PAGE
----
Steel Battalion: Heavy Armor review
Review: Steel Battalion: Heavy Armor takes a hardcore favourite and shoehorns it into a totally innapropriate new context
The year is 2082, and a silicon-eating microbe has chewed its way through all microprocessors an event referred to as the ‘datacide’, leaving only clunky, chugging, unpredictable technology in its wake.
As such, in this Steel Battalion the mechs aren’t iPods but more like VHS machines. They’re plodding M4 Shermans on legs; cramped, sweaty and claustrophobic, pocked with blast holes and held together with spit and scotch tape. You’re sat in the belly of such a cantankerous old tin can surrounded by a bank of knobs, levers and buttons that require your attention if you’re to win the ongoing struggle against an evil Chinese-led UN.
Famously, the original Steel Battalion required players to control the action on screen with a physical facsimile of such a cockpit; an overtly complicated 40-button beast of a peripheral. Here, however, although a pad is used for moving and firing the less basic abilities of the retrofuturist machine your piloting is controlled with something far more technologically advanced – Kinect. Rather than pushing or prodding actual buttons you’re stretching out into the air to pull levers that whir your M7 Swift into action; reaching up to pull down a periscope; pulling out consoles; flipping switches. The only problem is, in the heat of battle, it simply doesn’t work.
If Capcom hoped to create the feeling of being awkward, cramped, irritated, stuck, and fighting against inevitable odds with hopeless technology, then it is to be congratulated for a commendable job by having Heavy Armor controlled with Kinect. It is the clunkiest adoption of the motion control hardware yet, so much so it essentially cripples the game.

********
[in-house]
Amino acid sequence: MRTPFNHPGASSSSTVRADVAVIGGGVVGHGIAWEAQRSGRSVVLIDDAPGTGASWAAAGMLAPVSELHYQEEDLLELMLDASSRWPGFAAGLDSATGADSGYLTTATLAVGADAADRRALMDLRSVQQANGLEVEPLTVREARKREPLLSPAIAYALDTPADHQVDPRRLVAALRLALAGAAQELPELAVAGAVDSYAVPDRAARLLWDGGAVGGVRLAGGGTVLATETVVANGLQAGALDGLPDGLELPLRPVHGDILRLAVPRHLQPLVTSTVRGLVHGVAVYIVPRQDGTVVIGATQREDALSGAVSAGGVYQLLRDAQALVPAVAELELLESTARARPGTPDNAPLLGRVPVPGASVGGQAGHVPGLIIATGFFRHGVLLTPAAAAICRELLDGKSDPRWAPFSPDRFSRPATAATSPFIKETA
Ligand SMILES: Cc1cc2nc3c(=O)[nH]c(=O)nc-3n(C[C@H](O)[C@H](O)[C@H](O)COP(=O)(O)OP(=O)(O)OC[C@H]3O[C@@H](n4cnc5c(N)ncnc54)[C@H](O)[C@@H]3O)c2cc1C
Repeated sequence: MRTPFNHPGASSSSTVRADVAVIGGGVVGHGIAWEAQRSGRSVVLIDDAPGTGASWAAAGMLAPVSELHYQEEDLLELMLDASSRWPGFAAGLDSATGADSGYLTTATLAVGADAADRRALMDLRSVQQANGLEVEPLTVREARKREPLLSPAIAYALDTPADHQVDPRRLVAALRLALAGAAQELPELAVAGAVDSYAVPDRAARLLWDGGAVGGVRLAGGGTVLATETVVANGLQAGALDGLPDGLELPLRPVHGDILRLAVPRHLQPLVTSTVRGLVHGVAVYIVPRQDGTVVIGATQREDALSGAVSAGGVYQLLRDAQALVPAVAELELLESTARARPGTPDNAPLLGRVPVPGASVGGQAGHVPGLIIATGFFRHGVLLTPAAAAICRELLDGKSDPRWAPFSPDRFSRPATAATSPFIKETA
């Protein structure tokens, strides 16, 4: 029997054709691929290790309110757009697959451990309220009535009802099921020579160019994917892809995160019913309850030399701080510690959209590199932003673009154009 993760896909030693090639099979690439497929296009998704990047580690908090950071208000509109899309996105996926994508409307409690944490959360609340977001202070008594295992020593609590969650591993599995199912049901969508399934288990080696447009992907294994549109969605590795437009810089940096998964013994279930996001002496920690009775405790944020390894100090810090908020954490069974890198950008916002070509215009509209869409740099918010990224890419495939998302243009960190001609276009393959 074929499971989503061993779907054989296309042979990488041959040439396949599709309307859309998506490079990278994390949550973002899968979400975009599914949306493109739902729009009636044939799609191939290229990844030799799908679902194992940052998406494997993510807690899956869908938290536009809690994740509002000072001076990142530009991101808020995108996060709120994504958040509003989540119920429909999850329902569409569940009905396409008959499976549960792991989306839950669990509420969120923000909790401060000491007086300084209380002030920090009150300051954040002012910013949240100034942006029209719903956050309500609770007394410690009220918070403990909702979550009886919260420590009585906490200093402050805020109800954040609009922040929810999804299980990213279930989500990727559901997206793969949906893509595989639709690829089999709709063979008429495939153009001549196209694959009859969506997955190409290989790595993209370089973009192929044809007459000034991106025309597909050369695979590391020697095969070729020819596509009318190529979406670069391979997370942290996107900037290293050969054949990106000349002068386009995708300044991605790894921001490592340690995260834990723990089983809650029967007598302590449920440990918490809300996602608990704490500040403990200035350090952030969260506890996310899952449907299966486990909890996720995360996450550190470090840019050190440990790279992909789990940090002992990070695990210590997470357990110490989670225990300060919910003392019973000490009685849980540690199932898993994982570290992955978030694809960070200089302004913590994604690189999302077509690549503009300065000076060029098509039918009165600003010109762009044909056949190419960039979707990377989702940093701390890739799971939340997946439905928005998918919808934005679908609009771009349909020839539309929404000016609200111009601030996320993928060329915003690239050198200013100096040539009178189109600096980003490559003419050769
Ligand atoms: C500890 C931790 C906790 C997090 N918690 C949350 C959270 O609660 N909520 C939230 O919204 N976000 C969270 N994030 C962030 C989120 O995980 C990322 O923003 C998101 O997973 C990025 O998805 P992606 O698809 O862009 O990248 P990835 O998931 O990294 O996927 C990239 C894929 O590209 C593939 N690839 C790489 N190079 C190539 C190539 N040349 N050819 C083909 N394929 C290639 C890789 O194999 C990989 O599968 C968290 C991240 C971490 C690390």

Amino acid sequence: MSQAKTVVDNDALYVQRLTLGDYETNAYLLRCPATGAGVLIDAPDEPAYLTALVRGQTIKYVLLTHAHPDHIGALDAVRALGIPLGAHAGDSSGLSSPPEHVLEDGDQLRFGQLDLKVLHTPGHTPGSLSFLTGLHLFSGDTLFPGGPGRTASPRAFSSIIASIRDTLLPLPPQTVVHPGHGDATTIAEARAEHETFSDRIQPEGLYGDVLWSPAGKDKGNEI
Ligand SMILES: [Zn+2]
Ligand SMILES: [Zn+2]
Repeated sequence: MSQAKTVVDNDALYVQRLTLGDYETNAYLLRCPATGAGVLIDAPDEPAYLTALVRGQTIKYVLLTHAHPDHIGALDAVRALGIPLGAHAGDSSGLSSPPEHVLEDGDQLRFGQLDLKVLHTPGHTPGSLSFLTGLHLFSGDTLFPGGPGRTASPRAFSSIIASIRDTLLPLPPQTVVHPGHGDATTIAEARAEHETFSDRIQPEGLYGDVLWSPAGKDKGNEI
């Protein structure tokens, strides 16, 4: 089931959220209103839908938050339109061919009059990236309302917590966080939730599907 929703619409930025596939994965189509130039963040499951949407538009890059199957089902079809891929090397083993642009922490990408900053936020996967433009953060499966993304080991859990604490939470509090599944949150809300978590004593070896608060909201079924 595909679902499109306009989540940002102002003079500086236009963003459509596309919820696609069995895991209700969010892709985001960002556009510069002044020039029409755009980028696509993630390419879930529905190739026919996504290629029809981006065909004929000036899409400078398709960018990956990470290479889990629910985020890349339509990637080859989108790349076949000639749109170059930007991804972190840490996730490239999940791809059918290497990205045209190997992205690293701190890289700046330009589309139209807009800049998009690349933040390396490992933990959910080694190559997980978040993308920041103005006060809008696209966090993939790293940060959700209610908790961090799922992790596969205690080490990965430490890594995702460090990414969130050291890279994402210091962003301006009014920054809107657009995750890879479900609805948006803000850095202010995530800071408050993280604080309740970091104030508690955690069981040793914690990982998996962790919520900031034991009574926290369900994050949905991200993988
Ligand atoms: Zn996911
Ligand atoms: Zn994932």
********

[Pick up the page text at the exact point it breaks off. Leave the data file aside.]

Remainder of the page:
Early on game you’ll catch apples, take gum from a fellow soldier, and punch another for insubordination, but even these supposedly simple actions initially feel sticky and unsure, as if Kinect isn’t completely certain that the player repeatedly waving their hands towards it is in an indication that yes, they do actually want to take that stick of gum.
When you’re in the thick of combat these issues escalate from niggles into near game breaking flaws. Even the most necessary and frequent of the actions players must perform is poorly implemented: stick two arms out towards the screen and your character, famed US ‘veet’ pilot Winfield Powers, //should// lean forward and peer out the tiny viewport, giving players a proper first-person view of surroundings. However, fifty per cent of the time Winfield will choose to close the viewport hatch instead, or hit one of the ammunition swapping buttons on the dashboard, or just ignore your actions completely. If he does finally move into position he’ll often simply sit back in his seat the second you retract your arms. Bearing in mind that while you’re struggling to have the game obey this simplest of commands, you’re being constantly bombarded by fire from enemy troops, the whole chassis of your VT shaking, wobbling, and generally making the whole process interminably more irritating.